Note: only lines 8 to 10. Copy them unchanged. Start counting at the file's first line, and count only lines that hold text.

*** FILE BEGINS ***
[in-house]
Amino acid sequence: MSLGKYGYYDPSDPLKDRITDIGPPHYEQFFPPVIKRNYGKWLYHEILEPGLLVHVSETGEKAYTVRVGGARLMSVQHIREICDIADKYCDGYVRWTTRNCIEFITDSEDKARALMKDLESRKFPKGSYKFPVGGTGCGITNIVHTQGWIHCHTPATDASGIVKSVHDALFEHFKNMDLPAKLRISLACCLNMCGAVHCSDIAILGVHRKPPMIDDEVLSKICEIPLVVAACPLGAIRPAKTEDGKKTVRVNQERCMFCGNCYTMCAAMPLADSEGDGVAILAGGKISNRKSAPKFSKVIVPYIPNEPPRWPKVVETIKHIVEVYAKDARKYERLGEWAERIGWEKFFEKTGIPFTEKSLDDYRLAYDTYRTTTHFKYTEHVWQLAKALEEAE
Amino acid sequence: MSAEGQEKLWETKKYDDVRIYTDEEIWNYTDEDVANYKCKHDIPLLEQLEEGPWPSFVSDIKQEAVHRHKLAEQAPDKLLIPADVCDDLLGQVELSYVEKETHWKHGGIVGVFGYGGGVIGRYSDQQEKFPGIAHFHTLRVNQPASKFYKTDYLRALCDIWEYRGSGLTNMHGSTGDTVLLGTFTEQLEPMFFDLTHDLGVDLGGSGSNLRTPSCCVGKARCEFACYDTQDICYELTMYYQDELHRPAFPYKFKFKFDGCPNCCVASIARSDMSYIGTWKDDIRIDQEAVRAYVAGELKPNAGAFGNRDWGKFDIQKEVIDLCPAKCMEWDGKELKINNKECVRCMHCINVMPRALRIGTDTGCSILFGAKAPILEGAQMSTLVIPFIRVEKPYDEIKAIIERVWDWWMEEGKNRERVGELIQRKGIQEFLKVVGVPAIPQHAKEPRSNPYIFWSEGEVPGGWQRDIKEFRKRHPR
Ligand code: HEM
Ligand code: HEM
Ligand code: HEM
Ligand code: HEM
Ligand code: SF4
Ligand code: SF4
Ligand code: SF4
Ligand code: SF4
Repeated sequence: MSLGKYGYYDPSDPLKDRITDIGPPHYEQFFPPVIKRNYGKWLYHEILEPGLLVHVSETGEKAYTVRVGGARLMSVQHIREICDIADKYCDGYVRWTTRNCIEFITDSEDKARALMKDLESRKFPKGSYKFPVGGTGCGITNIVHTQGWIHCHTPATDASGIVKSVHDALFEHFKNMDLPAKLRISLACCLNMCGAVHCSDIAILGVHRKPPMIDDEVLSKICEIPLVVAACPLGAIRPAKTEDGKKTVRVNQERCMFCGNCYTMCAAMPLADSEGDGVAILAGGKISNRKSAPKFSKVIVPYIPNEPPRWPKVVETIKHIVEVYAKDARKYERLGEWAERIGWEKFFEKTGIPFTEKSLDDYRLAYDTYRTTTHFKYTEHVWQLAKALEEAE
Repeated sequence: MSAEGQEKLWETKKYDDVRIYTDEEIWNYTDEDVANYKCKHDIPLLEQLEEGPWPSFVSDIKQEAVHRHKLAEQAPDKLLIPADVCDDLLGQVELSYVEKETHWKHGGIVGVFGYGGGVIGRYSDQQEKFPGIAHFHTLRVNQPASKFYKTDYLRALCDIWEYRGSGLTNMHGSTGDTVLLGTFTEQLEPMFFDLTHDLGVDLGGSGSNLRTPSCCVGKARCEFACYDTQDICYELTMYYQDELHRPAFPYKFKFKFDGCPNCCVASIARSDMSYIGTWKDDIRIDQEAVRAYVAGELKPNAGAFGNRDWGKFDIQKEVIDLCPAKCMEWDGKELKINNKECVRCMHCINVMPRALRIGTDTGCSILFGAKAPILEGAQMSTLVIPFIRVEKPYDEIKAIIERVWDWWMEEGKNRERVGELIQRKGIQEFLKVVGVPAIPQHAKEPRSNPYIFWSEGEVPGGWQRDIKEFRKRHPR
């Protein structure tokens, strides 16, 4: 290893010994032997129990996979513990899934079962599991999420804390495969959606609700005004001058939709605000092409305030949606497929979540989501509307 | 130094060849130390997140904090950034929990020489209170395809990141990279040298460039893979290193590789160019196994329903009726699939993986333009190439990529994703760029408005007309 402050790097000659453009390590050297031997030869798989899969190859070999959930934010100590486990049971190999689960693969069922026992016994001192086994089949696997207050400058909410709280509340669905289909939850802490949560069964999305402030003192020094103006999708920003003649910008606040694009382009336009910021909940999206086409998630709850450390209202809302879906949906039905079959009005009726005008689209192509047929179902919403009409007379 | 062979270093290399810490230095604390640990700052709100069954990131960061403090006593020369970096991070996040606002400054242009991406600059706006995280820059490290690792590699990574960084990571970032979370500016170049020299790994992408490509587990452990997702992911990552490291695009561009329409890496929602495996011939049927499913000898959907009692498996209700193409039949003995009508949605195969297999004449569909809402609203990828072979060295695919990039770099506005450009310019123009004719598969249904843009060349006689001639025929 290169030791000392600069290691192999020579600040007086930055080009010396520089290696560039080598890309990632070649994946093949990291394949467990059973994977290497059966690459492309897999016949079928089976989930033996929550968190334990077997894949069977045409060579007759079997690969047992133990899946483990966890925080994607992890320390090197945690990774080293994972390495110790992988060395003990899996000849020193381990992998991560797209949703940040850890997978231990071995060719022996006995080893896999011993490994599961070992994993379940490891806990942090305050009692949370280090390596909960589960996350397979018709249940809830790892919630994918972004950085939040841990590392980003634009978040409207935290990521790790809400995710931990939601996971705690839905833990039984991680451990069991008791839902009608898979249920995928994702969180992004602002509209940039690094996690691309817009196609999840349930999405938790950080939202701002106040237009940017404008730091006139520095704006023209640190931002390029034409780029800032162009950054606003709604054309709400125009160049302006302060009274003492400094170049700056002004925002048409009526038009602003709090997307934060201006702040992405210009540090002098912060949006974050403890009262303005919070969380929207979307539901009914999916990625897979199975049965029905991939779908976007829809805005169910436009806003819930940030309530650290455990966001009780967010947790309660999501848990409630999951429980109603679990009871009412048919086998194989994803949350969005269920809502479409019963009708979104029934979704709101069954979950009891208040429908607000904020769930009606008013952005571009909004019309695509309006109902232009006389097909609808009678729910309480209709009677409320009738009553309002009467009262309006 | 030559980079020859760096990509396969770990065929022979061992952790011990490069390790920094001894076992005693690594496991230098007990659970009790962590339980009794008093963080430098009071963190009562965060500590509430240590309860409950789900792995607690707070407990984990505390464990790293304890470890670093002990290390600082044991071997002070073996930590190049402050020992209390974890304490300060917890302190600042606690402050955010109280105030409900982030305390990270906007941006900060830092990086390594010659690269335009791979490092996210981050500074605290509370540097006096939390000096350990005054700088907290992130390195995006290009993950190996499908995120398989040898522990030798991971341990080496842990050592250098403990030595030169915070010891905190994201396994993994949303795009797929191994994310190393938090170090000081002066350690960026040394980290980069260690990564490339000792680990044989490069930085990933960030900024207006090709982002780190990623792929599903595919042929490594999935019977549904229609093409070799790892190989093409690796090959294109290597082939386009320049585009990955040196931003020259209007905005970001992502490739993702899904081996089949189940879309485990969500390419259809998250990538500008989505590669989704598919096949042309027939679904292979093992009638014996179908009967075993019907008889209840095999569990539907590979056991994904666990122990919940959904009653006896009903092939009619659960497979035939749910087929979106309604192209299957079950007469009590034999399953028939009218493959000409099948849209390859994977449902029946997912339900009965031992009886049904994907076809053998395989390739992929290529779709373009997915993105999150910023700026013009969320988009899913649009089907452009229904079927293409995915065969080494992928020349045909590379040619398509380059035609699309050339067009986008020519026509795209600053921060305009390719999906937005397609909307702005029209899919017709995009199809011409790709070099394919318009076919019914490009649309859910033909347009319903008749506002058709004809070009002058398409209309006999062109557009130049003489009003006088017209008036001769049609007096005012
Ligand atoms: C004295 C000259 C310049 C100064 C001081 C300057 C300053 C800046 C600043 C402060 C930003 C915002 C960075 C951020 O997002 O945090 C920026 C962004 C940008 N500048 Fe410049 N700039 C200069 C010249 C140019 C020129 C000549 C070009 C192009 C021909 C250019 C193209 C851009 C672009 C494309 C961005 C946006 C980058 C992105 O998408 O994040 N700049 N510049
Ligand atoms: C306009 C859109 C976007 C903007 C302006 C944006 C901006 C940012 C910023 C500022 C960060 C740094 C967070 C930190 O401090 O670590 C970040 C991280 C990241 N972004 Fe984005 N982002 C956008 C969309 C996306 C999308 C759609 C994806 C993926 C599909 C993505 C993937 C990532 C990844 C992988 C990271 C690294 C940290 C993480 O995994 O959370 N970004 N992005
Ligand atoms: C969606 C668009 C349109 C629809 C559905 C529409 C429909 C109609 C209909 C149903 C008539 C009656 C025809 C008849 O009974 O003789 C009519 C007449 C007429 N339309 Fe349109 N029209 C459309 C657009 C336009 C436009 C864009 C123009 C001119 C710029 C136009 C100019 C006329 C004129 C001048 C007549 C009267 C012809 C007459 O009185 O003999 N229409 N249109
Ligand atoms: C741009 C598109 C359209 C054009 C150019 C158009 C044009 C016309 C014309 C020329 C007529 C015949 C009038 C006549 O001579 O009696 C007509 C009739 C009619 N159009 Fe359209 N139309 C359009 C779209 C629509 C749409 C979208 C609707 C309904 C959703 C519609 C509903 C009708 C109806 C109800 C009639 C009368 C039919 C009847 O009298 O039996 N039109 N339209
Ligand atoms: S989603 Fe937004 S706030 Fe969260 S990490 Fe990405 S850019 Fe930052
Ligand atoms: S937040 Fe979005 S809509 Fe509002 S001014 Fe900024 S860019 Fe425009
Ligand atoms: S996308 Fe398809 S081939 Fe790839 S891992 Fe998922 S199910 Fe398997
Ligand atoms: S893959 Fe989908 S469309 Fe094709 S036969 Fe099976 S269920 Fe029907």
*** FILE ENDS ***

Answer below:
Ligand code: SF4
Ligand code: SF4
Ligand code: SF4